It’s time for some new prophecy. Today we start the book of Amos, who was a shepherd by trade when God called him to be a prophet. At the time, Israel and Judah had divided into two separate kingdoms; during Amos’ ministry in the mid-eighth century BC, Uzziah ruled Judah to the south, and Jeroboam ruled Israel to the north. Amos was an older contemporary of two prophets whose messages we’ve already seen: Isaiah and Hosea. When you consider that multiple prophets were on the scene at the same time, you have to conclude their audience was in dire need of their message. That audience, of course, is primarily Israel.
The second chapter of Joel begins with a trumpet warning of war–if you can call it a war. Joel sees a vision of an advancing foreign nation, and he devotes nearly half the chapter to describing their power. Even at a distance, it’ll be clear to the people of Israel that they’re terrifyingly outclassed by the horde; Joel prophesies, “Before them the people are in anguish; all faces turn pale” (6). The advancing crowd are disciplined soldiers, besieging cities with ease, and their power even shakes heaven and earth with apocalyptic might. And on top of that, they’re sanctioned by God.
The last time we saw the Sad Zone–also known as the Cry Hole–it was on an individual level, yet it was the subject of a song to be performed in a communal religious context. Today, though, the prophet Joel begins his message to Israel by calling for a nationwide Sad Zone.
The word “harlot” appears nine times in this chapter. The passage details Israel’s sins against God, and it’s pretty clear in what light he views their disobedience. He brings numerous charges against Israel, but at their core, they’re all forms of unfaithfulness: ways of giving yourself to things that don’t deserve you because they’re not your all-powerful, all-good Creator.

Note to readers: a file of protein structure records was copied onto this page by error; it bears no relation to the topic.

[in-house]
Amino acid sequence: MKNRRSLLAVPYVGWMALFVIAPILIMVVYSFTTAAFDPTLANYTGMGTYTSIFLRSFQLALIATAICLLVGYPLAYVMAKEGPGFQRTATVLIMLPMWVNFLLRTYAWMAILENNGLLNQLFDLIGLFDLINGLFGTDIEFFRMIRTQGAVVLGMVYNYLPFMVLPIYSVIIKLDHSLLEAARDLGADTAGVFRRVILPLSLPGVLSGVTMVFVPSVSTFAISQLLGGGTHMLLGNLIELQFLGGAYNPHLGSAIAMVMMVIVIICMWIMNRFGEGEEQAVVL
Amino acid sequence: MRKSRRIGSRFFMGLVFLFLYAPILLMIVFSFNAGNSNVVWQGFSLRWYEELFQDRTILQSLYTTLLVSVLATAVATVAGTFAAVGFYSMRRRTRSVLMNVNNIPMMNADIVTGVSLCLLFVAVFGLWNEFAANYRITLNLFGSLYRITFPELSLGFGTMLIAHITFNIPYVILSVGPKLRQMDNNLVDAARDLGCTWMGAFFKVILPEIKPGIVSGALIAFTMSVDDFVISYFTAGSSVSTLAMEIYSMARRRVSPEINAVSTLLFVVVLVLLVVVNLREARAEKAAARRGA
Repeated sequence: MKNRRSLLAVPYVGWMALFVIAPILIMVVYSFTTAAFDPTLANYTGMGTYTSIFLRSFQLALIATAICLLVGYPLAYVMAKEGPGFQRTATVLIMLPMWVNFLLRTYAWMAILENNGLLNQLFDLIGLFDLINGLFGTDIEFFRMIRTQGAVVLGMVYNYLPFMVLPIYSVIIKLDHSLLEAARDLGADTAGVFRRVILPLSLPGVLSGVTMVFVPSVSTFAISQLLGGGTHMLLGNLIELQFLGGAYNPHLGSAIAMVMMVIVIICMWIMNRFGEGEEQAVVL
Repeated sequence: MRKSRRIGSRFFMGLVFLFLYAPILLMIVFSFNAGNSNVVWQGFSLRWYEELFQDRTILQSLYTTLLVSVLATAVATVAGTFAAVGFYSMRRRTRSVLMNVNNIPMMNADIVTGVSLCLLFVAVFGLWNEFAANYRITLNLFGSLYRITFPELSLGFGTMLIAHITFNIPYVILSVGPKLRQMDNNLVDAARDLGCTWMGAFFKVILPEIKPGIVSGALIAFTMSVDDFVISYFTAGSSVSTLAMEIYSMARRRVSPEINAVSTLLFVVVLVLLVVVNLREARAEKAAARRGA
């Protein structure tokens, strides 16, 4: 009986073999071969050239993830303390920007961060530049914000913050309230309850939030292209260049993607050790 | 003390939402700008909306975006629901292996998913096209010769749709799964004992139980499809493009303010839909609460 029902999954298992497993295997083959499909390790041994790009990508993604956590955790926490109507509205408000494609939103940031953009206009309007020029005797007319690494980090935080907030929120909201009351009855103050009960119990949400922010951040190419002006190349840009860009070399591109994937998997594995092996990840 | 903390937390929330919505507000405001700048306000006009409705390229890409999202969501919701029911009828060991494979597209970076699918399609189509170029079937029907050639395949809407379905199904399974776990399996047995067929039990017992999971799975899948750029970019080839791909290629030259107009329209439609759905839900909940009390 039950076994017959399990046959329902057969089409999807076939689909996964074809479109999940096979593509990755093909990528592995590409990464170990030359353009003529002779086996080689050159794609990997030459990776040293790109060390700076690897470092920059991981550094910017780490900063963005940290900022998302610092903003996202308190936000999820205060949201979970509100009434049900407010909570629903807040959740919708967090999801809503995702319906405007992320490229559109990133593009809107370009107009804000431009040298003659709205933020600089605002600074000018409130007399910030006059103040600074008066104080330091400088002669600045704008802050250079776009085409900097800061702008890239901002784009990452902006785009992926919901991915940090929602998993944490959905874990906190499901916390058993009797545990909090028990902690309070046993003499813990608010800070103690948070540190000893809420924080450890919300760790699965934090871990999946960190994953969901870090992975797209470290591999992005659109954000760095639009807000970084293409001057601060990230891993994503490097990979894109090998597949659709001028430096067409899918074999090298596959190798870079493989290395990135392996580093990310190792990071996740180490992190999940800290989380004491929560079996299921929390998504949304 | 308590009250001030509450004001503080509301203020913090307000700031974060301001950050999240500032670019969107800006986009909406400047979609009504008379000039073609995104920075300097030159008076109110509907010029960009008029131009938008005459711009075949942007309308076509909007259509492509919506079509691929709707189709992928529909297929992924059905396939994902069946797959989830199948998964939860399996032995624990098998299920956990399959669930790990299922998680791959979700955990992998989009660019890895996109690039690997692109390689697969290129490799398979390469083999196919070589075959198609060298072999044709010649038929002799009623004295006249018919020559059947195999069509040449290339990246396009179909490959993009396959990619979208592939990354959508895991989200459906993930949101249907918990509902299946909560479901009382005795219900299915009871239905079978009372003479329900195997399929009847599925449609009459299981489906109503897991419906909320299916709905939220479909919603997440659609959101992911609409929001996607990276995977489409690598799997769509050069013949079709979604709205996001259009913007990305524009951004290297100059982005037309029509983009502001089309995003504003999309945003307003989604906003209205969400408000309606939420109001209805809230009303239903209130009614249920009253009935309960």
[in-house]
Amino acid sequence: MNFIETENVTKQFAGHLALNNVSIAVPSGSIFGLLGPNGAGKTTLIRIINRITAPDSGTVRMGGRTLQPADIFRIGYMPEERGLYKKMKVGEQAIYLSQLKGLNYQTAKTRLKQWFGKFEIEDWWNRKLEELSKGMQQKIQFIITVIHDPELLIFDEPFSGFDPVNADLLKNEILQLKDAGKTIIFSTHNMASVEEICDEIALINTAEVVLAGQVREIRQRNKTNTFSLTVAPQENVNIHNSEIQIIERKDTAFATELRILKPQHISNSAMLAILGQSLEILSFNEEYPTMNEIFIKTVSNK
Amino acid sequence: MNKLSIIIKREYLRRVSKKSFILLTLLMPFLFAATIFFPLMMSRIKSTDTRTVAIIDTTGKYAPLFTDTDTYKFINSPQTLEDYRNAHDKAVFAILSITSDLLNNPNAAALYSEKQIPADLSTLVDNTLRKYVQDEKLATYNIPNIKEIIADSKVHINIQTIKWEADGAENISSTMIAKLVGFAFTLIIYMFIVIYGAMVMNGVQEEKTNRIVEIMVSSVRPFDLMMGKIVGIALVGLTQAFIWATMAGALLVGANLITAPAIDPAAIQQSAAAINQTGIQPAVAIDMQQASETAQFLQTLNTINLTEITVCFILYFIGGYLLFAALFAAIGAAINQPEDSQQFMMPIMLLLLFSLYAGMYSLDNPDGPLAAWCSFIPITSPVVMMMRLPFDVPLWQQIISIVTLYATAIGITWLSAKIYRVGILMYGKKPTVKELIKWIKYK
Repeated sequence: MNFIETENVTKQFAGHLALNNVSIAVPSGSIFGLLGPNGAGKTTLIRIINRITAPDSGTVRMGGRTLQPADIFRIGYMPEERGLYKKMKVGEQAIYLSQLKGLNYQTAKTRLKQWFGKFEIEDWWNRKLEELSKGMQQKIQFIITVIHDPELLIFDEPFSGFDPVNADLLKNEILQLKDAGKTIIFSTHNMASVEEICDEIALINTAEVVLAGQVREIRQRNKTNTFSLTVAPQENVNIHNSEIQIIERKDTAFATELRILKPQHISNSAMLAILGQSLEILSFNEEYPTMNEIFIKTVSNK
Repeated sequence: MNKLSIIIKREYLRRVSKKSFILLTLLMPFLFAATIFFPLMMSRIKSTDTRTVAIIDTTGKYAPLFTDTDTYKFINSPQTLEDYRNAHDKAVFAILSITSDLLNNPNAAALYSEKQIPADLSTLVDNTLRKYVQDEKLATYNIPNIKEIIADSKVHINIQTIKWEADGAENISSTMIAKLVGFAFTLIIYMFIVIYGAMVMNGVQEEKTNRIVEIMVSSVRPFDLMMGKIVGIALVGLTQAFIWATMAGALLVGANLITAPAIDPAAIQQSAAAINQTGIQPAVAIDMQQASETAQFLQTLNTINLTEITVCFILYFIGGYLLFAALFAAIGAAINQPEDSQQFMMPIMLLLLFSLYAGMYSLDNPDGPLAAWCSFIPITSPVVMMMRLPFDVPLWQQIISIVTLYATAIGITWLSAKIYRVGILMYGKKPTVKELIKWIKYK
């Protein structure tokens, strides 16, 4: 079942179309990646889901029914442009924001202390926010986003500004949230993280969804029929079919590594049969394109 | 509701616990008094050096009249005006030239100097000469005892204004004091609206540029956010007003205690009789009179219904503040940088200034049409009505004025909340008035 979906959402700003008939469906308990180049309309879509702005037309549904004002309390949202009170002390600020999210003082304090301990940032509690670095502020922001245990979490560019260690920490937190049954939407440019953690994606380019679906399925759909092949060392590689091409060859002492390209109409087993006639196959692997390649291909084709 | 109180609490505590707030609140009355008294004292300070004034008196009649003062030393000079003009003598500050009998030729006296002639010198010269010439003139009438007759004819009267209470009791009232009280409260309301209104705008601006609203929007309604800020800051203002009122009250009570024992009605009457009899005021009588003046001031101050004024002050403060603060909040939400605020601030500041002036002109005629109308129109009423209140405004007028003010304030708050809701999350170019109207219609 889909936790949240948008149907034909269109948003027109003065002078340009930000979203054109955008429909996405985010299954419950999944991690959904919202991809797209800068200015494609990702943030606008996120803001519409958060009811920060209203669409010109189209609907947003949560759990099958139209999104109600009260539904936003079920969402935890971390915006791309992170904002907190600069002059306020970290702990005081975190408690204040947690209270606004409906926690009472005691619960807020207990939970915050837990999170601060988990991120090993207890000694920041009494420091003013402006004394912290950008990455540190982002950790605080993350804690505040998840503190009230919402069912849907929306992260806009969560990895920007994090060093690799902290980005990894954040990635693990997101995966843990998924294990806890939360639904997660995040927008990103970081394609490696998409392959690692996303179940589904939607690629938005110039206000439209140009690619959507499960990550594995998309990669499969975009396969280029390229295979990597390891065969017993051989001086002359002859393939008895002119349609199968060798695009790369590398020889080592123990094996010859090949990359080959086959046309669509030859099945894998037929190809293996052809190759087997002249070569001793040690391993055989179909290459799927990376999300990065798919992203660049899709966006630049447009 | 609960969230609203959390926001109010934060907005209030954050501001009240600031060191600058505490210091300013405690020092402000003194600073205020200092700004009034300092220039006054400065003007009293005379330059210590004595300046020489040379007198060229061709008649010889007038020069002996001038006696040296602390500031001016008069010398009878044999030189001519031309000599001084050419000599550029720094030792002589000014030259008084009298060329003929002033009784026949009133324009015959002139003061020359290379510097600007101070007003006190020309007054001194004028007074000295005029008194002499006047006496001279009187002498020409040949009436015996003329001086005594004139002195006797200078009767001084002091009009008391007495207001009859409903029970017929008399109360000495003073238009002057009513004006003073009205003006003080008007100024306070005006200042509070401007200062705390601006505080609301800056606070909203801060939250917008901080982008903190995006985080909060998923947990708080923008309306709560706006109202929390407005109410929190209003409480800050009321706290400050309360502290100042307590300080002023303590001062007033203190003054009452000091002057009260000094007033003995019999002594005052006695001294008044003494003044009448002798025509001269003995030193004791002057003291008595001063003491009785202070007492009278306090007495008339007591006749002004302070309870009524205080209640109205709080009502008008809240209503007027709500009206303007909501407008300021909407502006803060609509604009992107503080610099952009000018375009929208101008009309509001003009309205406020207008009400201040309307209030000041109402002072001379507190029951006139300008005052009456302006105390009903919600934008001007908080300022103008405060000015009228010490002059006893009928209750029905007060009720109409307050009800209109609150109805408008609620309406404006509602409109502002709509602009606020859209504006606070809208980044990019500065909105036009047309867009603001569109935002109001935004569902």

The book of Hosea begins with Hosea marrying a prostitute.
The first part of today’s chapter reiterates the theme begun in the previous chapter: Christ’s sacrifice covers our sin once for all, a single act making restitution for humanity’s evils and failings. It does what repeated sacrifices of bulls and goats could not do. It pays for the misdeeds of the spirit, not merely those of the flesh. So, let’s get into the latter half of the chapter, where we will find things interesting and new.
Wow, that’s a wake-up call. I opened up my Bible this morning expecting Paul’s second letter to the Thessalonians to start off similar to the first one–a little “grace and peace to you,” gratitude to God for the letter’s recipients, a pat on the back and a little “Hey, goin’ good, you guys!” And instead, Paul goes off with all the intensity of Jonathan Edwards rapping over an NF beat. Dang, son.
So, yesterday I concluded by saying that Paul uses the word “judge” throughout 1 Corinthians 5. And I suppose that’s true, if by “throughout” I meant “once at the beginning of the chapter in verse three, and twice more in the final verses,” which is not “throughout” in any sense of the word. But today’s chapter continues talking about judgment, so it’s fair to say that this middle portion of his letter uses the word “judge” throughout. And since Paul is discussing judgment, we will too. All the Paul!
At the time when Paul wrote this letter, the Corinthian church had problems. We’ve seen their issues with factionalism and inflated egos, but in chapter five we see their issues with sexual immorality. We also see Paul drop the hammer.
Today’s Chocolate: Theo Organic 70% Dark Chocolate w/ Coconut Today’s Passage: Psalm 130 I just chucked an intro. I’d originally typed up a thing about Bo Burnham’s song “Repeat Stuff,” which satirizes the pop music industry’s aggressive commercialization of love songs. According to Burnham, mainstream love songs are written as vaguely as possible, in order to maximize […]